19-year-old Joe Hebert’s business has been booming. The sneaker reseller’s online store, West Coast Streetwear, has over 60,000 followers on Instagram, and Hebert, also known as West Coast Joe, regularly makes six figures in a single month by selling on Nike’s SNKRS app. There’s only one problem: his side hustle cost his mother her job as an executive at Nike.
Ann Hebert, who served as a VP overseeing Nike’s North America business, resigned Monday after a Bloomberg profile of her son made it apparent he had been using her credit card to run West Coast Streetwear. Ann, who had been with Nike for over 25 years, allegedly didn’t violate company policy and even told Nike about her son’s business, the company said. The fiasco made waves in the sneaker community, but sneakerheads see it as the latest in a series of issues relating to the way Nike handles reselling.
Nike’s SNKRS app ratings, for example, are mixed. While most users have left five star reviews, a quick glance at the app’s most recent reviews yields plenty of one star ratings. Many of those ratings complain about bots on the app, the inability to bid on sneakers that sell out instantly, and app glitches.
“The convenience of the app is great, but you probably have a better chance of winning the lottery than getting a pair of well sought out sneakers,” one user wrote. “It’s ridiculous...the amount of bots that use this is insane!”
“Unless you have a bot to complete a transaction in less than a millisecond, don’t even waste your time,” another wrote.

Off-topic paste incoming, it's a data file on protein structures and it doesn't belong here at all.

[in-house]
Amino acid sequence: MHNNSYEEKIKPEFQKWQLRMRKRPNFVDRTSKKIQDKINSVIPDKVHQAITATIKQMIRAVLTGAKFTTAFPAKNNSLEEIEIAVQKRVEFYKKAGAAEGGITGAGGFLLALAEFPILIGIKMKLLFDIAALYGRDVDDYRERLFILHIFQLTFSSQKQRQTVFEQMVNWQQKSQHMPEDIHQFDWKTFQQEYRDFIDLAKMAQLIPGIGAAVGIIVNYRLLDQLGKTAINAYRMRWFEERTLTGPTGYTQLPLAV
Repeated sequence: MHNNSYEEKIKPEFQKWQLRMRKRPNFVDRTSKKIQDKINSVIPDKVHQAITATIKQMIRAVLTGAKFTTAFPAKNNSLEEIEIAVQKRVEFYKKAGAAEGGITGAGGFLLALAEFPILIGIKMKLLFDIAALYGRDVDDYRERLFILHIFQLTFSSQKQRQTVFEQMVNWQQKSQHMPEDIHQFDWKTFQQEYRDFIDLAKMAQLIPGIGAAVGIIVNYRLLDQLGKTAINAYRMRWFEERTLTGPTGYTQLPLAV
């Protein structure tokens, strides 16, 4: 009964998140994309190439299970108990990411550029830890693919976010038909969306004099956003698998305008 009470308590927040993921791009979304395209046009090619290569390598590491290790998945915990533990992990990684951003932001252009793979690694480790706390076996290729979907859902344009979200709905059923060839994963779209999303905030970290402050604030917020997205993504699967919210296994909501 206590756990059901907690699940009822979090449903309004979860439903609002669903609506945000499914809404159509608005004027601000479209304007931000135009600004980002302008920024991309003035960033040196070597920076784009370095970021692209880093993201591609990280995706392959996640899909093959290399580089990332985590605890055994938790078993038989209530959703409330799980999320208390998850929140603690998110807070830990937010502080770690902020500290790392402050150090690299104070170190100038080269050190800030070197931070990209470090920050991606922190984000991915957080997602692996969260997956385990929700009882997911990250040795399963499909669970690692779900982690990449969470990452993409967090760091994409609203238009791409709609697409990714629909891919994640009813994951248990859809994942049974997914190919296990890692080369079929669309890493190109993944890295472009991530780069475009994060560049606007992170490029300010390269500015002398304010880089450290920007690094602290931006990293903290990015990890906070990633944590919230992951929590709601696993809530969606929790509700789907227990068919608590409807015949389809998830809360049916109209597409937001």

Despite the negative reviews, app store ratings are going up.
The SNKRS app currently has a 4.8 rating with 608,000 reviews, a steady increase from the 423,000 reviews it had last April, according to our data. The pandemic has been good for sneaker resellers. Joe Hebert told Bloomberg that his profits tripled when the stimulus checks landed in bank accounts. And Hebert is one of the reasons sneakerheads are so dissatisfied with the app.
For starters, Hebert’s business model involves gaming Nike’s system using bots and a group of fellow resellers who coordinate their efforts on Discord — common practices among the most successful resellers. Bots are used to target the hottest sneakers on the SNKRS app and buy them in high quantities, only to sell them for higher prices. When reseller groups buy hundreds of sought-after shoes in one go, the average consumer — presumably Nike’s target audience — misses out.
However, Hebert isn’t engaging in illegal activity. Nike intentionally makes it hard to buy some of its shoes, creating an engineered scarcity model first made famous by brands like Supreme. When a new shoe drops, the hype is fueled by the winners and losers on social media — those who secured a pair flaunt them. The ones who complain weren't fast enough. And many of Nike’s drops are exclusive to SNKRS, further fueling the hype.
Many sneakerheads called out Hebert online, speculating that his mother’s ties with the company — which included overseeing the SNKRS app — helped him get a hold of exclusive products or information about upcoming drops. While there’s no evidence that Hebert received insider information, he’s already at a considerable advantage. With the use of bots, a network of resellers, and even a Eugene, Oregon warehouse, West Coast Joe isn’t likely to stop selling anytime soon.
About the Data:
Thinknum tracks companies using the information they post online, jobs, social and web traffic, product sales, and app ratings, and creates data sets that measure factors like hiring, revenue, and foot traffic. Data sets may not be fully comprehensive (they only account for what is available on the web), but they can be used to gauge performance factors like staffing and sales.